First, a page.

The ability for Councils to be held virtually ends on 7 May 2021. Not all are like Handforth Parish Council’s, writes Tory Council Leader Doug Pullen: they can help reduce our democratic deficit.
The ability to hold council meetings virtually, and the public broadcast of those meetings, was one of the greatest opportunities for Local Government to properly connect with their populace in a generation. Even before the non-political world was entranced with Weaver-fever and the travails of Handforth Parish Council, I’d written about the potential upside of this new mode of working for local councillors.
Unfortunately, despite the tremendous benefits of remote-meetings being widely heralded by local councillors, council officers, the general public, and even government ministers – the provisions of the Coronavirus Act which purported to ‘allow’ this method of meeting, will cease to have effect on the 7th of May, when the sunset clause kicks in. Government messaging is muddled with regards to making these changes permanent – whilst Robert Jenrick, Secretary of State for Housing, Communities and Local Government, and Luke Hall, Minister for Local Government, have both been publicly supportive of online meetings continuing, and have even issued a ‘call for evidence’ to look at making this change in the future, there is apparently not sufficient parliamentary time to allow primary legislation to be brought forward right now (although, if you listen to the rumour mill, this is more about Leader of the House Jacob Rees-Mogg’s efforts to thwart the SNP’s attempts to permanently keep their MPs in Scotland, and only attend Westminster via video-link).
To be fair, they are somewhat hamstrung by legislation written at a time when the concept of meeting via video-link, and simultaneously broadcasting that to virtually anyone in the world, would have been difficult to conceive. Whilst meetings of Executives, as creations of the Local Government Act 2000, are required to be held in public, no stipulations are put on where those meetings must be held, thereby leaving the door open to Councils to hold their Cabinet meetings virtually (and broadcast to meet the ‘public’ requirement). However, the Local Government Act 1972 requires Full Council meetings to be held both publicly and in the same ‘place’ – and there is some admirable work being done by Lawyers in Local Government to demonstrate that a Zoom meeting could be a ‘place’, which would allow LGA 1972 to be interpreted positively to include such virtual meetings – the High Court declaration was heard this week and the judgment has been promised ahead of May the 7th.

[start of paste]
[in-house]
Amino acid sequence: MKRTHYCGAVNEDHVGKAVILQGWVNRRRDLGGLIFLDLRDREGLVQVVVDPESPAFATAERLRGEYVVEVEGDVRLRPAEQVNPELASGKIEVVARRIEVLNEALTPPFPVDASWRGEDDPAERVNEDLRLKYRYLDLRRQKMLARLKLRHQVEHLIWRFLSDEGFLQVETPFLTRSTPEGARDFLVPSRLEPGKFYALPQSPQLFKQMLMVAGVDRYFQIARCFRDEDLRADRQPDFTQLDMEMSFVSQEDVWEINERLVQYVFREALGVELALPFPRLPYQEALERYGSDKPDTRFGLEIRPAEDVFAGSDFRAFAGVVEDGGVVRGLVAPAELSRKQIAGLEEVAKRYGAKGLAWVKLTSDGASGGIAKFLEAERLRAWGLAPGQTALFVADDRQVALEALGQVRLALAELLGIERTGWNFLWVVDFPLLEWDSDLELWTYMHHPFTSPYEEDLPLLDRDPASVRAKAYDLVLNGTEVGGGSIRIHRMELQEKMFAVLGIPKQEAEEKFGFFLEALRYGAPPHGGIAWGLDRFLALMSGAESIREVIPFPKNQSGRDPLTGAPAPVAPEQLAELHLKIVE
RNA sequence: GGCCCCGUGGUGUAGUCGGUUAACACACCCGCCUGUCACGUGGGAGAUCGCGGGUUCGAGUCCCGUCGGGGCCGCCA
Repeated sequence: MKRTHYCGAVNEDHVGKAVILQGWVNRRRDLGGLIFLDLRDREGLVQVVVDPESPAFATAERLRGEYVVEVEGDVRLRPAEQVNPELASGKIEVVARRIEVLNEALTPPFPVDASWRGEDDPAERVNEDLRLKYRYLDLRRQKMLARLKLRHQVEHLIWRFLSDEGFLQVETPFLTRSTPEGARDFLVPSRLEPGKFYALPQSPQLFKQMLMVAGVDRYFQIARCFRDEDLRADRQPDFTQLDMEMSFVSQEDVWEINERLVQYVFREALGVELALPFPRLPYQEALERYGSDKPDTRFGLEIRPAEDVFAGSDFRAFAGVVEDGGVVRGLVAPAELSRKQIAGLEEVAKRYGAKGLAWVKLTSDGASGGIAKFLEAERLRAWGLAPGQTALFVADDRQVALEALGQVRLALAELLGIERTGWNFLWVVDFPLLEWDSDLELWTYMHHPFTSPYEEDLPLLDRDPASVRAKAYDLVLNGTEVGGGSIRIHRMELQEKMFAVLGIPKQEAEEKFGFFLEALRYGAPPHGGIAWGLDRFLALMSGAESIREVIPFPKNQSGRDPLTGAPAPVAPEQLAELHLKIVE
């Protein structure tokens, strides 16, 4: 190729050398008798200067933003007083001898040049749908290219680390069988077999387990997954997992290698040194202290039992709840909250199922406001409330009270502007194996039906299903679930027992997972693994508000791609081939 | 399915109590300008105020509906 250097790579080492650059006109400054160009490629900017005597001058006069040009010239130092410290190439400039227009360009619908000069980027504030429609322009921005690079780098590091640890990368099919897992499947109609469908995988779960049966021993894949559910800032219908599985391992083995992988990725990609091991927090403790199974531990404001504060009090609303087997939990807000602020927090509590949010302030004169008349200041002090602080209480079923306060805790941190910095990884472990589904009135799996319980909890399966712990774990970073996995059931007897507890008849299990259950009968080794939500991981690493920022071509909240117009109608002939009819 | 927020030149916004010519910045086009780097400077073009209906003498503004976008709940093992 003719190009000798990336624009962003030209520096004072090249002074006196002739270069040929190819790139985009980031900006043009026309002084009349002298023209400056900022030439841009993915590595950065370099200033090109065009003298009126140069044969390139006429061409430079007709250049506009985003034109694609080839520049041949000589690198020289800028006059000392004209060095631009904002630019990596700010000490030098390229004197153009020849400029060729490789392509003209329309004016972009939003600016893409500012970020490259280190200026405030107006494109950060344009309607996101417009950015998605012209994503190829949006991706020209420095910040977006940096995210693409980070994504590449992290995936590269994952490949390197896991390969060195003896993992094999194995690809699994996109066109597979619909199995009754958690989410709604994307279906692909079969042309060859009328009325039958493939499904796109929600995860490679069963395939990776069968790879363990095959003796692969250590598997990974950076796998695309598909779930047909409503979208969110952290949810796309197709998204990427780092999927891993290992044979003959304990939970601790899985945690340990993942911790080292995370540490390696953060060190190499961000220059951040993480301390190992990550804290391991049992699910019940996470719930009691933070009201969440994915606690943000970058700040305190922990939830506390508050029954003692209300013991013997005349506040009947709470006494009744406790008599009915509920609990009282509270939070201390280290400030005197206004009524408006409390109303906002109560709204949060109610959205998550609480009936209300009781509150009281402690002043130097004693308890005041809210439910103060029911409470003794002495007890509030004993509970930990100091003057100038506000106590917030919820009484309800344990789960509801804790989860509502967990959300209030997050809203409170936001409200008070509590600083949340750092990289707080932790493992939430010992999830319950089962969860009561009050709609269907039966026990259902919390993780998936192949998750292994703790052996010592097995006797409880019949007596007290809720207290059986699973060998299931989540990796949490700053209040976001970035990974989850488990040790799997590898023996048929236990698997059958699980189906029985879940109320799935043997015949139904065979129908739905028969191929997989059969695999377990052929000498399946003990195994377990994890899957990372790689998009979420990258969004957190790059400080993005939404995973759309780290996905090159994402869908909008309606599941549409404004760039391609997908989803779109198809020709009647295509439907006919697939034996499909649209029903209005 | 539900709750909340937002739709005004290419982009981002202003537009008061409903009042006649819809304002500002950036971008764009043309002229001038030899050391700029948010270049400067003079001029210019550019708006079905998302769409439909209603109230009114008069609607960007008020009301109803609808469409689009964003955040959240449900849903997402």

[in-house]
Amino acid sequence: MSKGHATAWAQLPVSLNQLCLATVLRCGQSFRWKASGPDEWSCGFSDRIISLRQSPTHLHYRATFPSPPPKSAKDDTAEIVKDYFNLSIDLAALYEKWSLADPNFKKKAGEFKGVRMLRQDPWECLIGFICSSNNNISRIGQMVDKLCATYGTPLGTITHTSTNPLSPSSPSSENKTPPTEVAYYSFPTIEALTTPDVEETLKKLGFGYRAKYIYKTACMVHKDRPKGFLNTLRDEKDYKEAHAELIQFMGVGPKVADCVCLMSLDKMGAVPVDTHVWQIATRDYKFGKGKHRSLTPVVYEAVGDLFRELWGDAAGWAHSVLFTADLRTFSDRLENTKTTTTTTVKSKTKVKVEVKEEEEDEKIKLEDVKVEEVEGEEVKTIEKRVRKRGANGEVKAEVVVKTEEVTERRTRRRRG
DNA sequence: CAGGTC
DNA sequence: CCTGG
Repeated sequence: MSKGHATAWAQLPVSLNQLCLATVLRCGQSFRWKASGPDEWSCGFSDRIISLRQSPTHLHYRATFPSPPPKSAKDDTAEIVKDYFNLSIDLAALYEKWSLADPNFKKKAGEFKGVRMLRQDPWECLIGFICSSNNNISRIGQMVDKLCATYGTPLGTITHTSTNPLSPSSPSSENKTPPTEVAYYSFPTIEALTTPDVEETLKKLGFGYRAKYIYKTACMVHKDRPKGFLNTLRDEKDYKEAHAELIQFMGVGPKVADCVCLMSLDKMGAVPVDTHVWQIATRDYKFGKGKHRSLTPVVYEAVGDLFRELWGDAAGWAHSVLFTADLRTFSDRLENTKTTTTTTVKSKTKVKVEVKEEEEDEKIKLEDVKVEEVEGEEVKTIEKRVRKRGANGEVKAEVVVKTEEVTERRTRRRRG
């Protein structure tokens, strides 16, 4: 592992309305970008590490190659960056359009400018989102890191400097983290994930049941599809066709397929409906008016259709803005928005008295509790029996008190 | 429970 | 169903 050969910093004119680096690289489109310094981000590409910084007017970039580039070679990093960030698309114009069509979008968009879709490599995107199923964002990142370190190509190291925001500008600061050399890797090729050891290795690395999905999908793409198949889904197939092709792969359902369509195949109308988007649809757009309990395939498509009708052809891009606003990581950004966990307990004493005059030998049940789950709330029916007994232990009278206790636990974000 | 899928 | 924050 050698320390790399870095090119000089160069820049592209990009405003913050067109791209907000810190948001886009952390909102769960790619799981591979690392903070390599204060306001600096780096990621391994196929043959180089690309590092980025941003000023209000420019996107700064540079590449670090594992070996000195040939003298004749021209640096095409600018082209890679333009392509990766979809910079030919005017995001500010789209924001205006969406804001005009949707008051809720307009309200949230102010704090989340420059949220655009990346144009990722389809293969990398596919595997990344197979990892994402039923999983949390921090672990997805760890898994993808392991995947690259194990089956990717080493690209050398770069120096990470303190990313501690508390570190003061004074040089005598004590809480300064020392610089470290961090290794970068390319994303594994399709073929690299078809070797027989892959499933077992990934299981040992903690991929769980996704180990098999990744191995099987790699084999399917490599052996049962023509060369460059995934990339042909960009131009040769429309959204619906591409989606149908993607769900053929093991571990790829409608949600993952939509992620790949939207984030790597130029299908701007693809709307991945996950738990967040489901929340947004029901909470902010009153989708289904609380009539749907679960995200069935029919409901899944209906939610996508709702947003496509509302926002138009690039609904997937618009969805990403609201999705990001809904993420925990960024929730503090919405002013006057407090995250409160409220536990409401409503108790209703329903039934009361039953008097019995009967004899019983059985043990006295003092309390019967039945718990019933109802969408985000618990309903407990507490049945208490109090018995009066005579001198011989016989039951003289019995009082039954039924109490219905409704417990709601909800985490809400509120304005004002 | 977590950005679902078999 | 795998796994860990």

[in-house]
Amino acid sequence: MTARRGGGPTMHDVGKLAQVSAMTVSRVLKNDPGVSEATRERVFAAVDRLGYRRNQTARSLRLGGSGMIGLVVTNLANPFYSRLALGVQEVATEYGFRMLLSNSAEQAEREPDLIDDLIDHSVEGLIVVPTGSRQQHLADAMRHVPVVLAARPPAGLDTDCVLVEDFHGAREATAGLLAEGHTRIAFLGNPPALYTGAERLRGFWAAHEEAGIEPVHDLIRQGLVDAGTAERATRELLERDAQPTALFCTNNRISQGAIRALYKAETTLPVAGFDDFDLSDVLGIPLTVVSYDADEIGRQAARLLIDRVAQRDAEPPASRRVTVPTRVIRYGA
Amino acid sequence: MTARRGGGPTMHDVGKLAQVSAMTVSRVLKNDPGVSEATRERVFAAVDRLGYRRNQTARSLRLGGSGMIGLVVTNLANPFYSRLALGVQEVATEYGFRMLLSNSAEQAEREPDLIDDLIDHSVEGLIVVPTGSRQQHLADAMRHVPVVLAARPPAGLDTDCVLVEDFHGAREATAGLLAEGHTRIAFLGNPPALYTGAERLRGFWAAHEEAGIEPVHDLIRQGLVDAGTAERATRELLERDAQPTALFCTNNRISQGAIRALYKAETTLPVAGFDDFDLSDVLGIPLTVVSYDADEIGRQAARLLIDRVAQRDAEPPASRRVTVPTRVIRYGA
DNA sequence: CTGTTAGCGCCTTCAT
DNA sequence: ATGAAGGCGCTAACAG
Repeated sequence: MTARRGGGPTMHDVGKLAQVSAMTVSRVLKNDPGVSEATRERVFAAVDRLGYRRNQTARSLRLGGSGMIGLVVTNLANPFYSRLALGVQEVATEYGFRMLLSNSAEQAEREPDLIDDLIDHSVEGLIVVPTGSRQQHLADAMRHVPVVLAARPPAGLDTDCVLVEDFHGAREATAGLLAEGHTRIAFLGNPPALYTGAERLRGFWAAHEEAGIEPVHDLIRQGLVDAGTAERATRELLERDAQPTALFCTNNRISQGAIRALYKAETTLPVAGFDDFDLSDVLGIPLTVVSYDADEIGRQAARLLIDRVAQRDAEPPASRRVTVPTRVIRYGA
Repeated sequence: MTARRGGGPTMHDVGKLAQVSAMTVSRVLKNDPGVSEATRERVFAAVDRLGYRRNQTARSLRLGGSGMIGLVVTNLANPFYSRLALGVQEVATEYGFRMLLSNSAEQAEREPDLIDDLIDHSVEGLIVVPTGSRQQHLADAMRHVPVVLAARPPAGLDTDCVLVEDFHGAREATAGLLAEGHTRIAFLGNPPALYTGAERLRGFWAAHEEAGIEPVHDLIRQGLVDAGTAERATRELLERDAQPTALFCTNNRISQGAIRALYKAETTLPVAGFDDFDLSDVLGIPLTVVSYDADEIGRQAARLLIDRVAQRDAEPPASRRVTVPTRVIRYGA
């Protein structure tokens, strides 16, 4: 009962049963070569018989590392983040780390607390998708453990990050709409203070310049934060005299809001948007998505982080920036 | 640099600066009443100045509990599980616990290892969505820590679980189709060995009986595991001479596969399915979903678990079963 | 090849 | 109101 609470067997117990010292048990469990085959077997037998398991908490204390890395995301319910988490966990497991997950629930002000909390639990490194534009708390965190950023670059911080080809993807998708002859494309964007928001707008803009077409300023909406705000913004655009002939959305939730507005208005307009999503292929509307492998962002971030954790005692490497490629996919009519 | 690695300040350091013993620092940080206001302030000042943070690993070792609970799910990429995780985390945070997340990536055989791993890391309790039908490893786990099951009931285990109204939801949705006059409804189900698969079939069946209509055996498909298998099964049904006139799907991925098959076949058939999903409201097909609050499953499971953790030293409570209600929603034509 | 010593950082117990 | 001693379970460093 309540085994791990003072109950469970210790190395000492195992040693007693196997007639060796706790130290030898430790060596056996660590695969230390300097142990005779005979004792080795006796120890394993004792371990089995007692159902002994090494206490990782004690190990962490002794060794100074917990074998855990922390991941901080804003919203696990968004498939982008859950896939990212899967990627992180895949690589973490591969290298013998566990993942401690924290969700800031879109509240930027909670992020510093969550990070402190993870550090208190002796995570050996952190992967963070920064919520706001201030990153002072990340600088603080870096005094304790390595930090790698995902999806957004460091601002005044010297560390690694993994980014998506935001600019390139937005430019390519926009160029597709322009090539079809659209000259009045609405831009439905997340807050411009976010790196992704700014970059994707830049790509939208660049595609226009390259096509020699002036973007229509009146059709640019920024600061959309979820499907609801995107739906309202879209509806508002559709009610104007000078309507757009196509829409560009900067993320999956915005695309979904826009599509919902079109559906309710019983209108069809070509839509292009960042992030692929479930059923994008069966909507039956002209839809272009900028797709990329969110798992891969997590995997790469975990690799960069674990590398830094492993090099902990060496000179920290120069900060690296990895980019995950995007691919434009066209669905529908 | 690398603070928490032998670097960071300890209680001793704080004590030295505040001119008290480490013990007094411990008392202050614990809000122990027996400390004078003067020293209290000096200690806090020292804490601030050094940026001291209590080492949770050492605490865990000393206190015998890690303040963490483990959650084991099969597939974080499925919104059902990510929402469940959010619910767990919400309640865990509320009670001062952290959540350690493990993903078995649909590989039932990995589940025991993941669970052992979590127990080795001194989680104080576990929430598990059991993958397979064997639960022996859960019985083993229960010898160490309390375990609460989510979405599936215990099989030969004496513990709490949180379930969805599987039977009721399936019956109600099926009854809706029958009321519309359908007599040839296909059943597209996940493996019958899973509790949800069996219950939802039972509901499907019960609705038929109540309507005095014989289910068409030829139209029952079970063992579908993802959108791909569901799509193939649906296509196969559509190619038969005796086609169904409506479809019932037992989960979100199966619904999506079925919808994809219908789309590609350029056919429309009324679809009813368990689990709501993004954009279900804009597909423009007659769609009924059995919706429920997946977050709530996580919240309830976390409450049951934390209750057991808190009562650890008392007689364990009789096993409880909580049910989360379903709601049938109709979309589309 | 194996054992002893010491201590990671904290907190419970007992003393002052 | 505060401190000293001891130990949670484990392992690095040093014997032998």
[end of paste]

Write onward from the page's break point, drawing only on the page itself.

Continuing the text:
Putting mixed government messaging and modern interpretations of legislation aside, there is a more fundamental question here for Government as we emerge from COVID, and as we, to coin an awful phrase, ‘build back better’. We hear plenty about ‘levelling up’ and ‘devolution’ – if the Government is serious about embracing digital connectivity (and a whole host of changes in the Ministry for Housing, Communities and Local Government, as well as elsewhere in government would suggest that they are), they need to firmly embrace the notion that remote, online meetings are precisely the way in which our local democratic institutions can level up: broadening participation, making meetings and processes more accessible, and reducing any real or perceived local democratic deficit. That levelling-up will only follow the, admittedly bold, step to devolve away from Whitehall to our Town Halls. Allowing councils to decide how to hold their meetings may be the first step towards that goal.
Councillor Doug Pullen is the Conservative Leader of Lichfield District Council
Follow Doug on Twitter at @Douglas_Pullen